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Fourier transforms of fractional order a are defined in a manner such that the common Fourier transform is a special case with order a = 1. An optical interpretation is provided in terms of quadratic graded index media and discussed from both wave and ray viewpoints. Several mathematical properties are derived. It is often the case that an operation(More)
The linear transform kernel for fractional Fourier transforms is derived. The spatial resolution and the space-bandwidth product for propagation in graded-index media are discussed in direct relation to fractional Fourier transforms, and numerical examples are presented. It is shown how fractional Fourier transforms can be made the basis of generalized(More)
There exists a fractional Fourier-transform relation between the amplitude distributions of light on two spherical surfaces of given radii and separation. The propagation of light can be viewed as a process of continual fractional Fourier transformation. As light propagates, its amplitude distribution evolves through fractional transforms of increasing(More)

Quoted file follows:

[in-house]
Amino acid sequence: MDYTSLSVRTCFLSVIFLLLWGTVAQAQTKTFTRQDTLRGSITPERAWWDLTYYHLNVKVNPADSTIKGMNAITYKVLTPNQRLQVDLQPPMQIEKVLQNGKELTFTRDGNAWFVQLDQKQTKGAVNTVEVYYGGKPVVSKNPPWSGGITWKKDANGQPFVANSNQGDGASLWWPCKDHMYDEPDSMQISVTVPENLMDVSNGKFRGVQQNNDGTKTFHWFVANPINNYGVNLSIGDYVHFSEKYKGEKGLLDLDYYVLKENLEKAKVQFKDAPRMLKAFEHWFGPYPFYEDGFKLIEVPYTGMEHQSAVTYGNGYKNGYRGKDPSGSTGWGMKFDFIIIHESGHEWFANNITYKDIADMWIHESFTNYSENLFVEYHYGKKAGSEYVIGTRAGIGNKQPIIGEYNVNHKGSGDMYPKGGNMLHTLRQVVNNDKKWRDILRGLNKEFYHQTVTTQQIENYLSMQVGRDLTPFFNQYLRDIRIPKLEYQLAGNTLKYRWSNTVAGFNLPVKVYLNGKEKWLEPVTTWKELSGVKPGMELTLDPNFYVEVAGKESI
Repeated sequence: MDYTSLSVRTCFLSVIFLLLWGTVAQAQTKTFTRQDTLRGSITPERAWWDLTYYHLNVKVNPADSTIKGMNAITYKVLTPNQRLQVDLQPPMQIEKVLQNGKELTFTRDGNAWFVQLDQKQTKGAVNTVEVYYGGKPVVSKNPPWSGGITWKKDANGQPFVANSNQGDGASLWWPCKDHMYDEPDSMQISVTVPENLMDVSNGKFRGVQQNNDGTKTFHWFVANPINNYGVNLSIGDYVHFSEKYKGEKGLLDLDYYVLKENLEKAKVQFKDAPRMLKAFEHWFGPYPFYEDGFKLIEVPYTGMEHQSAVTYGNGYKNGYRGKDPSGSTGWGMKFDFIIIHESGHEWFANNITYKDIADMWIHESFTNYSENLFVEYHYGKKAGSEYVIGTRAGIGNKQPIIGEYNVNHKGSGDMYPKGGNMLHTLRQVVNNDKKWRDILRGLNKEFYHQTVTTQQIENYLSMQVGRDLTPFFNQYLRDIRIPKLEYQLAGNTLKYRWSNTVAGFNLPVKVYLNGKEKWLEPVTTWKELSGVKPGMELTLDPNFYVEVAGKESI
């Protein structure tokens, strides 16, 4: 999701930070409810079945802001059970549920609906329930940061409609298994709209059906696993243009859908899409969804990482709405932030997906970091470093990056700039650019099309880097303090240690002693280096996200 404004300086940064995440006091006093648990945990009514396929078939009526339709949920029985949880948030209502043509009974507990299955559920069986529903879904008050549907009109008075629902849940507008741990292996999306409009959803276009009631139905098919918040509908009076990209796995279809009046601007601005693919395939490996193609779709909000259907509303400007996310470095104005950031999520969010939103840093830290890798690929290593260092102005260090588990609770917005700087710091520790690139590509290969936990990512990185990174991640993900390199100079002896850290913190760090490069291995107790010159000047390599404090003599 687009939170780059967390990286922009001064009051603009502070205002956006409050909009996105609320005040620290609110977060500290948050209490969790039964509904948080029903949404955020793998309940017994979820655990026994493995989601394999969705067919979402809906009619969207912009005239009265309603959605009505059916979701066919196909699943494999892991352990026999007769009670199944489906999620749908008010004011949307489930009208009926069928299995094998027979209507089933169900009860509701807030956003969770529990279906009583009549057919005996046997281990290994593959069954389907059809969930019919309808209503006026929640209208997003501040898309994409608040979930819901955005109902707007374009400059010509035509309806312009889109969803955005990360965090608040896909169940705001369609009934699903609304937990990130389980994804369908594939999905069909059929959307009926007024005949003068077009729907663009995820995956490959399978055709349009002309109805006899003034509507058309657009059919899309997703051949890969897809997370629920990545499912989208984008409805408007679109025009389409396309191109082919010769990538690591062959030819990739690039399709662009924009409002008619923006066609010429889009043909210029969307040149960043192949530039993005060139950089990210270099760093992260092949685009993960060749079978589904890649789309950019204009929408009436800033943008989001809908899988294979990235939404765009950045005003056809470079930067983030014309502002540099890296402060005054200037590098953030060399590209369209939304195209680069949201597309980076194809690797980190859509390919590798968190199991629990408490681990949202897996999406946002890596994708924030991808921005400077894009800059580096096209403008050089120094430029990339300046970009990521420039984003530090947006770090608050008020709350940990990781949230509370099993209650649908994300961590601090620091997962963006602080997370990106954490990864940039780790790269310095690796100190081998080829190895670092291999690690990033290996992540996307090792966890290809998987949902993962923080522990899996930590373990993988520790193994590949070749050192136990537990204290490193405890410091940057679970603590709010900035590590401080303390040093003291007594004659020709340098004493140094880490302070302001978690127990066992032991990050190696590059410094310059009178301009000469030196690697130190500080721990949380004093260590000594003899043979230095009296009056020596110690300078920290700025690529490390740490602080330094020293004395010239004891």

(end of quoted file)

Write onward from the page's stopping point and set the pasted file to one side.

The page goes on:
In the Wigner domain of a one-dimensional function, a certain chirp term represents a rotated line delta function. On the other hand, a fractional Fourier transform (FRT) can be associated with a rotation of the Wigner-distribution function by an angle connected with the FRT order. Thus with the FRT tool a chirp and a delta function can be transformed one(More)
The complex amplitude distributions on two spherical reference surfaces of given curvature and spacing are simply related by a fractional Fourier transform. The order of the fractional Fourier transform is proportional to the Gouy phase shift between the two surfaces. This result provides new insight into wave propagation and spherical mirror resonators as(More)
Two definitions of a fractional Fourier transform have been proposed previously. One is based on the propagation of a wave field through a graded-index medium, and the other is based on rotating a function's Wigner distribution. It is shown that both definitions are equivalent. An important result of this equivalency is that the Wigner distribution of a(More)
Multistage interconnection architectures can provide an arbitrary pattern of one-to-one connections between N input and N output channels. We show that bitonic multistage architectures, such as the Banyan architecture, result in the fundamentally least possible growth of system size with increasing N. In this Letter we are concerned with optical(More)
The analogy between optical one-to-one point transformations and optical one-to-one interconnections is discussed. Methods for performing both operations are reviewed and compared. The multifacet and multistage architectures have the flexibility to implement any arbitrary one-to-one transformation or interconnection pattern. The former would be preferred(More)